“If you think for example of a vulnerable teenager who perhaps views very harmful self-harm content once or twice, the way that the algorithms will kick in means that the child every time they open their feed, they will see a fresh stream of that type of material being recommended to them,” Andy Burrows, NSPCC’s head of child safety online policy says. “That clearly is harmful. It's something that we need to see the legislation address.”
He adds: “What we've seen is offenders can exploit the existing weaknesses in terms of how platforms are run, how they're motivated […] The recommended friend suggestions that all of us will get on the likes of Facebook or Instagram, mean that for groomers it's as simple as being able to refresh the page to get a fresh list of algorithmically-suggested children to contact.”
But, while many would support the aim of protecting children from harm, there are fears that any clampdown on social media could have an impact on freedom of expression.
“[The White Paper] sets out to forge a single sword of truth and righteousness with which to assail all manner of online content from terrorist propaganda to offensive material, Graham Smith, one of the UK's leading internet and IT lawyers, wrote in 2019. “However, flying a virtuous banner is no guarantee that the army is marching in the right direction,”
Smith took particular issue with the White Paper’s claim that current regulation is “fragmented” and that broader approach to online harms was needed. “An aversion to fragmentation is like saying that instead of the framework of criminal offences and civil liability, focused on specific kinds of conduct, that make up our mosaic of offline laws we should have a single offence of Behaving Badly.”
His concerns are shared by free speech groups such as the Open Rights Group (ORG), which branded the legislation “unrealistically vast”, and the Index on Censorship, which argued that the broad scope of regulation posed “serious risks to freedom of expression online”.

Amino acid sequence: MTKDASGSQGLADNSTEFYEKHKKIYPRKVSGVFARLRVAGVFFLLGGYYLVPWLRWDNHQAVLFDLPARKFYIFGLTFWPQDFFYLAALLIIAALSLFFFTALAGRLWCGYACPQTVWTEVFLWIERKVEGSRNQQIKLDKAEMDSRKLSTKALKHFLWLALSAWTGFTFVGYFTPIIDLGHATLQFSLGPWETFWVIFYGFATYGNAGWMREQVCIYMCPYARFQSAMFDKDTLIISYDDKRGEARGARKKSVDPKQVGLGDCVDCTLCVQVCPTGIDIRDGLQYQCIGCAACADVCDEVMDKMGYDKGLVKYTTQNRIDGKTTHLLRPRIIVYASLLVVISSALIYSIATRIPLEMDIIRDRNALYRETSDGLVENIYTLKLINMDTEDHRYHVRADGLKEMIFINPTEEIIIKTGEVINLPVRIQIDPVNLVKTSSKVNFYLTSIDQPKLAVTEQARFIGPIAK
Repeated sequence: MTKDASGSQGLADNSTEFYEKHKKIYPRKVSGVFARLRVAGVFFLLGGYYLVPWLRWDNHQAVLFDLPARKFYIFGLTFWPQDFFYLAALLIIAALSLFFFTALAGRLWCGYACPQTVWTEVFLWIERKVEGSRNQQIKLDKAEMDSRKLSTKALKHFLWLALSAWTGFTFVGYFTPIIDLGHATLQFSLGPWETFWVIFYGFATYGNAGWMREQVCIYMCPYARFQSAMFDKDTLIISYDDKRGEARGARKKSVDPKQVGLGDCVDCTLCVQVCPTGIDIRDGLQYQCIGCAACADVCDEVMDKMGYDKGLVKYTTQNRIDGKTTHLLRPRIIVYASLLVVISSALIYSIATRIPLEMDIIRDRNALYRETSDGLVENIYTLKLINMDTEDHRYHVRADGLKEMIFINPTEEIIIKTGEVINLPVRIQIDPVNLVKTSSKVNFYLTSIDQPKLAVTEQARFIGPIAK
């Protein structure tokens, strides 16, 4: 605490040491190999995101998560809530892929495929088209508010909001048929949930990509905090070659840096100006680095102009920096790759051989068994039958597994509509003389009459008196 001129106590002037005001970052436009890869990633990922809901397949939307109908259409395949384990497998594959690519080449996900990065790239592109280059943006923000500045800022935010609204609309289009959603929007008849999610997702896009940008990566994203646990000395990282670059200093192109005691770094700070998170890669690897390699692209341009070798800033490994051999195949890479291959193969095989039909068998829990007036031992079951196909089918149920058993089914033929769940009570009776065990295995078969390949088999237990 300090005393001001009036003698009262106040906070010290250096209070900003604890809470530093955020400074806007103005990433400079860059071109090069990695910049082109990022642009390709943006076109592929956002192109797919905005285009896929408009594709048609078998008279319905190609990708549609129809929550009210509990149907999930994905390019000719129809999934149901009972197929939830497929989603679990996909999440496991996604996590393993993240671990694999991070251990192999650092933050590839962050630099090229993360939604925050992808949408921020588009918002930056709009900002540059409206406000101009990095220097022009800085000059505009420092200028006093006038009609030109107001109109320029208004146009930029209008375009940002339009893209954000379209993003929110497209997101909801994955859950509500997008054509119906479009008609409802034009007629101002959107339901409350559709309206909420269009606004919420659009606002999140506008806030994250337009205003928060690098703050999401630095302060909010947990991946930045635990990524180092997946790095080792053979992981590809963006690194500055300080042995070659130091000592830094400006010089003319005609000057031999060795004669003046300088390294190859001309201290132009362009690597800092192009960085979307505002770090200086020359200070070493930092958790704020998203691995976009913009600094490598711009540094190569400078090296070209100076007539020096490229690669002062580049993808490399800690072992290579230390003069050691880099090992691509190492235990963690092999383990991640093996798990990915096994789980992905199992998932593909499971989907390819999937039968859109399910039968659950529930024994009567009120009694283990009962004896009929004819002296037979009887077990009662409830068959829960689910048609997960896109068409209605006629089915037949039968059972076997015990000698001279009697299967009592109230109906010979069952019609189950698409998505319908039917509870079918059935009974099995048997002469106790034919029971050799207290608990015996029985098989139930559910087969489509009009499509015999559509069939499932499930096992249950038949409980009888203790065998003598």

But Collins has little time for such concerns, and argues that free expression is not the real issue at stake. “I don't believe that it's a free speech issue to say you don’t have the right for your speech to be broadcast on social media,” he says.
“I think that freedom of reach is not the same thing as freedom of speech. When awful content is spreading at scale, the responsible thing is to do something.”
The Government’s planned legislation also needs to grapple with the issue of defining what a ‘harm’ even is before going after social media firms. In the real world, it’s “an established legal principle”, says Ben Bradley, head of digital regulation at industry body techUK. But it’s a concept he argues is difficult to translate into the digital realm.
“It's based around objective, measurable, physical harm,” he adds. “So, if you trip and you fall because the floor is not maintained, you can see that the floor was not maintained and that person tripped and fell and has broken their arm. That is a very accessible objective. When you apply it to speech, you have to assign harm to someone's words. And that is much more difficult because it's subjective.”
Bradley is also concerned about who the new rules will apply to, arguing that attempts to prevent harm must be proportionate to risk. When talking about social media the giants of the sector — Facebook, Twitter, Instagram, YouTube —most often come to mind. But, definitions within the legislation go beyond the big names.
“It is an online service that allows user-generated content or allows users to interact with each other,” he says. “So that includes all of the social media sites that we know, but also a lot of services that you wouldn't necessarily think would be in scope either because you wouldn't think of them as social media or you wouldn't think of them as high risk.”